• Anti-Western narratives: With regard to this accusation of Western double standards, the Global South frequently points to military interventions by the US and European partners without a UN mandate, such as the US invasion of Iraq in 2003. However, the West’s non-intervention or perceived lack of interest in other conflicts – such as Syria – also frequently comes under fire in connection with the debate on the war in Ukraine. Even if such comparisons are misleading and those cases were significantly different from the perspective of international law, the West needs to understand that such narratives are widespread in the Global South. The West is also accused of these oft-cited double standards with regard to the lessons on democracy, the environment, and human rights that it likes to dish out to developing and emerging countries – lessons that, according to critics, are quickly forgotten when it comes to economic or security cooperation with countries like Qatar and Saudi Arabia. As far as emerging countries are concerned, the West’s calls for Vladimir Putin to be tried by the International Criminal Court ring rather hollow when the US has failed to even ratify that court’s statute. In any case, such inconsistencies contribute to the narrative – which is propagated particularly actively by Russia – that the political West only defends the liberal world order because this serves its own security and economic interests.
All too often, development cooperation fails to address the actual needs of partner countries.


Conclusion: What to Do?

They say a fault confessed is half redressed. This article is an attempt to contribute to this. But there also has to be desire to change and improve. So, we will conclude by briefly sketching out how we could begin to bind demo-cratic emerging countries more closely to the West in the intensifying systemic competition with Russia and China.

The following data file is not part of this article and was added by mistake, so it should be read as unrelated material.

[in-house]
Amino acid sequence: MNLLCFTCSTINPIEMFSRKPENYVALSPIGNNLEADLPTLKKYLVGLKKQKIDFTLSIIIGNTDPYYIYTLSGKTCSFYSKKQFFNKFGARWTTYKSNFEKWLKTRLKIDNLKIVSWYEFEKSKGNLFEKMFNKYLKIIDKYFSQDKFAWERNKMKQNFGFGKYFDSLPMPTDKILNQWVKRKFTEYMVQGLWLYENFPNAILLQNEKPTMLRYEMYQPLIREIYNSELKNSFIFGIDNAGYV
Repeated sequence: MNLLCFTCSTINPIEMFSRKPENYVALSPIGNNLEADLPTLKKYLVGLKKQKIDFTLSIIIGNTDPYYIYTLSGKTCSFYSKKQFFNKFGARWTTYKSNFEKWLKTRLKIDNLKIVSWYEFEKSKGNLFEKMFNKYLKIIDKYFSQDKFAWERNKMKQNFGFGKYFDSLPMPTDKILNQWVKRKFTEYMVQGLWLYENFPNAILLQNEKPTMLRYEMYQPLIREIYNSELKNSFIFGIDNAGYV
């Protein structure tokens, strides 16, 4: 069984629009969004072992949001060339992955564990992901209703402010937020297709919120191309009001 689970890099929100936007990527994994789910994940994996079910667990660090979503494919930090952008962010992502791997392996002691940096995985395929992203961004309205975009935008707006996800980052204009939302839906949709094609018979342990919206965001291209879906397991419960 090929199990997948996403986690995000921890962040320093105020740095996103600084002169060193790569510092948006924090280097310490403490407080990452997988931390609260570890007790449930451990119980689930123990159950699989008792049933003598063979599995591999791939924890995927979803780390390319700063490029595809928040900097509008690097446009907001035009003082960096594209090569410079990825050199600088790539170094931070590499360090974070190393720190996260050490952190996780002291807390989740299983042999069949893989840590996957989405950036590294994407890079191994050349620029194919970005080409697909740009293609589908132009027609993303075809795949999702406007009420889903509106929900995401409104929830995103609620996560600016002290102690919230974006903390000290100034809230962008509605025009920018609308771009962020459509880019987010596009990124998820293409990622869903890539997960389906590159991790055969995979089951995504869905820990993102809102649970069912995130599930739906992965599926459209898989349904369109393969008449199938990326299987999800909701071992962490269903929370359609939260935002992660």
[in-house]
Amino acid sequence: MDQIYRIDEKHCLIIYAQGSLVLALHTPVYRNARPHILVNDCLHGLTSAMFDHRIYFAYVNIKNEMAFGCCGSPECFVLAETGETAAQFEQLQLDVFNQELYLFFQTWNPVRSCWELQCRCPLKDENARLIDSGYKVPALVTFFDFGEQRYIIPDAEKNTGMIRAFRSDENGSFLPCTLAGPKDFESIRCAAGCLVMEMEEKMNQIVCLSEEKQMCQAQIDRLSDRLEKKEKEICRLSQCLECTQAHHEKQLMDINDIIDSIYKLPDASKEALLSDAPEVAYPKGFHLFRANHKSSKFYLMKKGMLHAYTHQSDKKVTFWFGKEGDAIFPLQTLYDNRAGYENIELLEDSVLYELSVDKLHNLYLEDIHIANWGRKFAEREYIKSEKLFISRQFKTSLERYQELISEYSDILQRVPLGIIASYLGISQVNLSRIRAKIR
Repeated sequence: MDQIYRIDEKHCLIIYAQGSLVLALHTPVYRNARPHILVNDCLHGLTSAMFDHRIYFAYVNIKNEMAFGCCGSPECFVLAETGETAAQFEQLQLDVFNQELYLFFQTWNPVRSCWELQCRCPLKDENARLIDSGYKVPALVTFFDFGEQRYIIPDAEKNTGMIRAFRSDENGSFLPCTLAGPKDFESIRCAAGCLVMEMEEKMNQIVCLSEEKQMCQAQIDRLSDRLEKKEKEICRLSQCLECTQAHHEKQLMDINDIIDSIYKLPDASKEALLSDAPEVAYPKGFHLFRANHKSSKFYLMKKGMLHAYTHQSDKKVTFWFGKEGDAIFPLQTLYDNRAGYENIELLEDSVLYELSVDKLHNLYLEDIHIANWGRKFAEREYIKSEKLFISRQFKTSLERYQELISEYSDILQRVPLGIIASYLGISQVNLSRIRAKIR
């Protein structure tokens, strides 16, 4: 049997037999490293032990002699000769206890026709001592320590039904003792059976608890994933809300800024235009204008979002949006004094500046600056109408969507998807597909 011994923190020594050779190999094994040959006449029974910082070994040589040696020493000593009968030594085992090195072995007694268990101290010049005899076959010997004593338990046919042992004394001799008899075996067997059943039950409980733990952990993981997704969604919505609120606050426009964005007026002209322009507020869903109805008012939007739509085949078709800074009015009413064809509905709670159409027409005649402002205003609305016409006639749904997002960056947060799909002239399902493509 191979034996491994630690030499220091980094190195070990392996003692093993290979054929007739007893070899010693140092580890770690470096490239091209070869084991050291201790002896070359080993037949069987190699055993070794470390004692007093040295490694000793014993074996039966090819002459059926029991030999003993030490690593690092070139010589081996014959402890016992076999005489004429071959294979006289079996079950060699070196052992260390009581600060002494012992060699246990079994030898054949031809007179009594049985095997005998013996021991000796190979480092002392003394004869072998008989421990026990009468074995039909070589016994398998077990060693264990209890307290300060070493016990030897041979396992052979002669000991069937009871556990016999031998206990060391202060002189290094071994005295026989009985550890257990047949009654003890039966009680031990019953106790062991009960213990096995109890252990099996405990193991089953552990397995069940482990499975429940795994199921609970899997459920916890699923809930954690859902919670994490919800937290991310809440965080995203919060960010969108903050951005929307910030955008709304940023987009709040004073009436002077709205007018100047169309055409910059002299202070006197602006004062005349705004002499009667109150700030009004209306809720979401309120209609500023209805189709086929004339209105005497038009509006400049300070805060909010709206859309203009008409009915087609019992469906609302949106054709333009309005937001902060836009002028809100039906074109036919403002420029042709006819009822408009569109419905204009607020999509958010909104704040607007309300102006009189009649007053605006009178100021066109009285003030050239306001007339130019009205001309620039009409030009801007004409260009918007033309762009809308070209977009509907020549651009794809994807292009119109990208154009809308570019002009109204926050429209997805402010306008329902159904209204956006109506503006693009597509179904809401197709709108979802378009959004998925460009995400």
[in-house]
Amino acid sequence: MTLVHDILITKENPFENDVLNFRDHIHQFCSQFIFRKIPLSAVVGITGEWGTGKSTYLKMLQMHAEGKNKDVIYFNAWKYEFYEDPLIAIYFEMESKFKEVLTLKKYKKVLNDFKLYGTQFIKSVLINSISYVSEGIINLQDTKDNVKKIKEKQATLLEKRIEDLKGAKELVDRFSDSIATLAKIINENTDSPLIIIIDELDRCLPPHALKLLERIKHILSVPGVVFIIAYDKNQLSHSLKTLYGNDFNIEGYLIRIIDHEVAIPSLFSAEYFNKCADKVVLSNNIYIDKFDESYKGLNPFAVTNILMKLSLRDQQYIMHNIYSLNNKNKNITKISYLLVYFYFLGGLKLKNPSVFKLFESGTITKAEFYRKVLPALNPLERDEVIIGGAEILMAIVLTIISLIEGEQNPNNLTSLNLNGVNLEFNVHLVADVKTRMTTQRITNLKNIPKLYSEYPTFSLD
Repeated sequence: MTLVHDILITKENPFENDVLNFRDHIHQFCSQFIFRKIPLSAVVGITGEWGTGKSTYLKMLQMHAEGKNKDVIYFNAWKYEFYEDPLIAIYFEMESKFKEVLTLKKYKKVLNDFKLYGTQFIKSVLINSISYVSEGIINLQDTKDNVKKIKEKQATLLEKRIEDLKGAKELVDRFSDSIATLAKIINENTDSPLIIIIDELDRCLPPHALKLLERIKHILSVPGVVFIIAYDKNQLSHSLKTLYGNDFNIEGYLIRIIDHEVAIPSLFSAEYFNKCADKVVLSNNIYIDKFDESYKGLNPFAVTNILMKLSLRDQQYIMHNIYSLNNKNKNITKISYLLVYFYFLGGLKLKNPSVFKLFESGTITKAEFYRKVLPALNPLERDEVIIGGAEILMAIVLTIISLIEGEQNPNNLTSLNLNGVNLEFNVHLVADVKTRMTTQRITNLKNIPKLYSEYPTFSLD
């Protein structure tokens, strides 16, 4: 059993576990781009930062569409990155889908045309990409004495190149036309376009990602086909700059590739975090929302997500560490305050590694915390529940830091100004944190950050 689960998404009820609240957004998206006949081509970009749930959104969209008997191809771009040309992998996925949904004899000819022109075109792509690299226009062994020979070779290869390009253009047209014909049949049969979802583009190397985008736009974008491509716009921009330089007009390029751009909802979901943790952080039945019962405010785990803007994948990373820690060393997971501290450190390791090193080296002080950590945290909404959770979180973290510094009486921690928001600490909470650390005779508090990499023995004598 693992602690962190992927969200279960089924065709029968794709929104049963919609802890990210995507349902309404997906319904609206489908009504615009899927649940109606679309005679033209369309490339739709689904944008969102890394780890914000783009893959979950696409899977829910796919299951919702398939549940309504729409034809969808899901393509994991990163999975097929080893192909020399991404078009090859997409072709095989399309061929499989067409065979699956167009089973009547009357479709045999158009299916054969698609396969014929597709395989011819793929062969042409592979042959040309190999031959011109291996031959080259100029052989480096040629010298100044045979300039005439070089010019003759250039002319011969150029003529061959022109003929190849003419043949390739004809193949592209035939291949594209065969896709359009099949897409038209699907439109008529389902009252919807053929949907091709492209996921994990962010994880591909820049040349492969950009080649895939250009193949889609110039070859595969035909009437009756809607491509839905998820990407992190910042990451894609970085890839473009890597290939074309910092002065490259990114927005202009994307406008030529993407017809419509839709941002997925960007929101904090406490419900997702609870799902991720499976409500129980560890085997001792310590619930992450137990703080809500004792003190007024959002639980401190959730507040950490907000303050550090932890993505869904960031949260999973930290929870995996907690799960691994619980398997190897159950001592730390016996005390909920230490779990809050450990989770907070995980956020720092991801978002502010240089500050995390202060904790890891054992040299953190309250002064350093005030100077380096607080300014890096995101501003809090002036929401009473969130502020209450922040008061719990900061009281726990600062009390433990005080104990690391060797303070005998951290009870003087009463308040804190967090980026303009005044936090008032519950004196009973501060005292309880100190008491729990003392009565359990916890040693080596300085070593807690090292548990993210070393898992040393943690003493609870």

• Addressing specific needs: Appeals for democratic standards and the rule of law are and remain important, including in development cooperation. However, all too often this cooperation still fails to address the actual needs of partner countries. A good start would be to focus more on what countries actually need and are calling for in terms of security and economic policy. For example, Germany could assist with procurement processes and lobby for better access to the EU market or for visa facilitation.
  • Creating equal partnerships: Cooperation with democratic emerging countries still tends to be asymmetrical. But many countries in Africa, Latin America, and Asia have a great deal to offer, particularly at a time when there is a huge need for diversification in the energy sector. In particular, regional powers such as Brazil, India, and South Africa have economic and security-policy potential that should be recognised and harnessed more fully by the West. In any event, lecturing and exerting pressure from above is counterproductive, and has simply helped to reinforce existing non-alignment reflexes. The West would be well advised to precisely identify the explicit and acute needs of these countries during this global energy and food crisis, and to promote cooperation. For example, in areas such as technology transfers in agriculture, energy infrastructure, and also through a revision of the Mercosur-EU trade agreement.